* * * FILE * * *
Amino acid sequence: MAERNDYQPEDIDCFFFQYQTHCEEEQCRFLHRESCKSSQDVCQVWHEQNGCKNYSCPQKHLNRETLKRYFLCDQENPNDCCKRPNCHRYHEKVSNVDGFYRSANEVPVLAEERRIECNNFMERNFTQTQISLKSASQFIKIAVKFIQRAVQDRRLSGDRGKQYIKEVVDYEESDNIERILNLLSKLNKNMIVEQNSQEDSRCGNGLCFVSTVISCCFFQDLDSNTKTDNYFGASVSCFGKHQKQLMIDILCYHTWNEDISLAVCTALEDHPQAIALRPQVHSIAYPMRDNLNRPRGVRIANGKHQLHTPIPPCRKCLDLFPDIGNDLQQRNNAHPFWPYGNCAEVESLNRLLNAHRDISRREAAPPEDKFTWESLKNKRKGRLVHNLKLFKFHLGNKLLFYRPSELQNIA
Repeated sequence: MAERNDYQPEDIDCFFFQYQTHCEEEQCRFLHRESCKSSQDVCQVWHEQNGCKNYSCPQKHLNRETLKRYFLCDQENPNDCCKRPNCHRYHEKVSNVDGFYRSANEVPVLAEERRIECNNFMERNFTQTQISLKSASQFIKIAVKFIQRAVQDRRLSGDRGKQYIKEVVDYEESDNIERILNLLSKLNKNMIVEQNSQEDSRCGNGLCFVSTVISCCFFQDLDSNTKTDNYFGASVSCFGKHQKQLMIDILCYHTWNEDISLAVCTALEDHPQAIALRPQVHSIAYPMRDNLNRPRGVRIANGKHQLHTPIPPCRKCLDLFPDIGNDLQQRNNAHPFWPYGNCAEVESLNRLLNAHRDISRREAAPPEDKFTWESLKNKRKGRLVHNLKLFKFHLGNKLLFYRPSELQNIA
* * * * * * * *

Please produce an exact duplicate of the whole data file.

Amino acid sequence: MAERNDYQPEDIDCFFFQYQTHCEEEQCRFLHRESCKSSQDVCQVWHEQNGCKNYSCPQKHLNRETLKRYFLCDQENPNDCCKRPNCHRYHEKVSNVDGFYRSANEVPVLAEERRIECNNFMERNFTQTQISLKSASQFIKIAVKFIQRAVQDRRLSGDRGKQYIKEVVDYEESDNIERILNLLSKLNKNMIVEQNSQEDSRCGNGLCFVSTVISCCFFQDLDSNTKTDNYFGASVSCFGKHQKQLMIDILCYHTWNEDISLAVCTALEDHPQAIALRPQVHSIAYPMRDNLNRPRGVRIANGKHQLHTPIPPCRKCLDLFPDIGNDLQQRNNAHPFWPYGNCAEVESLNRLLNAHRDISRREAAPPEDKFTWESLKNKRKGRLVHNLKLFKFHLGNKLLFYRPSELQNIA
Repeated sequence: MAERNDYQPEDIDCFFFQYQTHCEEEQCRFLHRESCKSSQDVCQVWHEQNGCKNYSCPQKHLNRETLKRYFLCDQENPNDCCKRPNCHRYHEKVSNVDGFYRSANEVPVLAEERRIECNNFMERNFTQTQISLKSASQFIKIAVKFIQRAVQDRRLSGDRGKQYIKEVVDYEESDNIERILNLLSKLNKNMIVEQNSQEDSRCGNGLCFVSTVISCCFFQDLDSNTKTDNYFGASVSCFGKHQKQLMIDILCYHTWNEDISLAVCTALEDHPQAIALRPQVHSIAYPMRDNLNRPRGVRIANGKHQLHTPIPPCRKCLDLFPDIGNDLQQRNNAHPFWPYGNCAEVESLNRLLNAHRDISRREAAPPEDKFTWESLKNKRKGRLVHNLKLFKFHLGNKLLFYRPSELQNIA